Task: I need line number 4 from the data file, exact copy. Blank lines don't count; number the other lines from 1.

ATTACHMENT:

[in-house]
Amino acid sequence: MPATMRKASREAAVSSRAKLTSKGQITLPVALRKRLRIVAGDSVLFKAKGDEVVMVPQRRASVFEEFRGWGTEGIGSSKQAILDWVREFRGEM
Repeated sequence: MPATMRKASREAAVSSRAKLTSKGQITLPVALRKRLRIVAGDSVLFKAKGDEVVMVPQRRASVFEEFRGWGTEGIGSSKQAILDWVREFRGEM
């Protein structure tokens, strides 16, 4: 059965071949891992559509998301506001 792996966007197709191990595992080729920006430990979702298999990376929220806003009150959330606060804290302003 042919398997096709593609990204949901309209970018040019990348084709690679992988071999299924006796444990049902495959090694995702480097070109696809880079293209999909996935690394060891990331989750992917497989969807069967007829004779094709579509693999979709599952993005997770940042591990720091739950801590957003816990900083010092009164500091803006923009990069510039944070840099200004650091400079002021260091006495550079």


């Protein structure tokens, strides 16, 4: 059965071949891992559509998301506001 792996966007197709191990595992080729920006430990979702298999990376929220806003009150959330606060804290302003 042919398997096709593609990204949901309209970018040019990348084709690679992988071999299924006796444990049902495959090694995702480097070109696809880079293209999909996935690394060891990331989750992917497989969807069967007829004779094709579509693999979709599952993005997770940042591990720091739950801590957003816990900083010092009164500091803006923009990069510039944070840099200004650091400079002021260091006495550079």